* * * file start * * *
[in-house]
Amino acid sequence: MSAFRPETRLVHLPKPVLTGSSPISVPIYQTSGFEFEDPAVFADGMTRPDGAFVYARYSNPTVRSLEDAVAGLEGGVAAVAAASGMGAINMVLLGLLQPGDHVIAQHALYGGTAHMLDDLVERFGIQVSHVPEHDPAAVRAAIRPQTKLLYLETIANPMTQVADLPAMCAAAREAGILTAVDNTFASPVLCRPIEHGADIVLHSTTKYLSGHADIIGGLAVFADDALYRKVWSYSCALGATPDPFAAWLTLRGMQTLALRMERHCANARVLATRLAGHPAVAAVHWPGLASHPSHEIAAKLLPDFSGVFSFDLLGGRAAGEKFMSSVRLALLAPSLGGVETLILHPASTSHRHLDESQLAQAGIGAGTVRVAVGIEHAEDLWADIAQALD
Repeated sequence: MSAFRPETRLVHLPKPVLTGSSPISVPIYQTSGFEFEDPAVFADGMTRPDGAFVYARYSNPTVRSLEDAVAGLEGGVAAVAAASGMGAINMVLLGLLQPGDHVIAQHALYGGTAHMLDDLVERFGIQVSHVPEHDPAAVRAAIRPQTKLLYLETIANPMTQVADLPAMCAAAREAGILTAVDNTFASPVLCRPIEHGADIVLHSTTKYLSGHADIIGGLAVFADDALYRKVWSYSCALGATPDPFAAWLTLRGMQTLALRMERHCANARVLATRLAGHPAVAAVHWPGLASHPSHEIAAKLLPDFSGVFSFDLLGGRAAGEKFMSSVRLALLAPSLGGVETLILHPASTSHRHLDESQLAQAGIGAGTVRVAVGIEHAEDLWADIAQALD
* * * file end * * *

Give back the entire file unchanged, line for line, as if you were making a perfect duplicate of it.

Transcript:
[in-house]
Amino acid sequence: MSAFRPETRLVHLPKPVLTGSSPISVPIYQTSGFEFEDPAVFADGMTRPDGAFVYARYSNPTVRSLEDAVAGLEGGVAAVAAASGMGAINMVLLGLLQPGDHVIAQHALYGGTAHMLDDLVERFGIQVSHVPEHDPAAVRAAIRPQTKLLYLETIANPMTQVADLPAMCAAAREAGILTAVDNTFASPVLCRPIEHGADIVLHSTTKYLSGHADIIGGLAVFADDALYRKVWSYSCALGATPDPFAAWLTLRGMQTLALRMERHCANARVLATRLAGHPAVAAVHWPGLASHPSHEIAAKLLPDFSGVFSFDLLGGRAAGEKFMSSVRLALLAPSLGGVETLILHPASTSHRHLDESQLAQAGIGAGTVRVAVGIEHAEDLWADIAQALD
Repeated sequence: MSAFRPETRLVHLPKPVLTGSSPISVPIYQTSGFEFEDPAVFADGMTRPDGAFVYARYSNPTVRSLEDAVAGLEGGVAAVAAASGMGAINMVLLGLLQPGDHVIAQHALYGGTAHMLDDLVERFGIQVSHVPEHDPAAVRAAIRPQTKLLYLETIANPMTQVADLPAMCAAAREAGILTAVDNTFASPVLCRPIEHGADIVLHSTTKYLSGHADIIGGLAVFADDALYRKVWSYSCALGATPDPFAAWLTLRGMQTLALRMERHCANARVLATRLAGHPAVAAVHWPGLASHPSHEIAAKLLPDFSGVFSFDLLGGRAAGEKFMSSVRLALLAPSLGGVETLILHPASTSHRHLDESQLAQAGIGAGTVRVAVGIEHAEDLWADIAQALD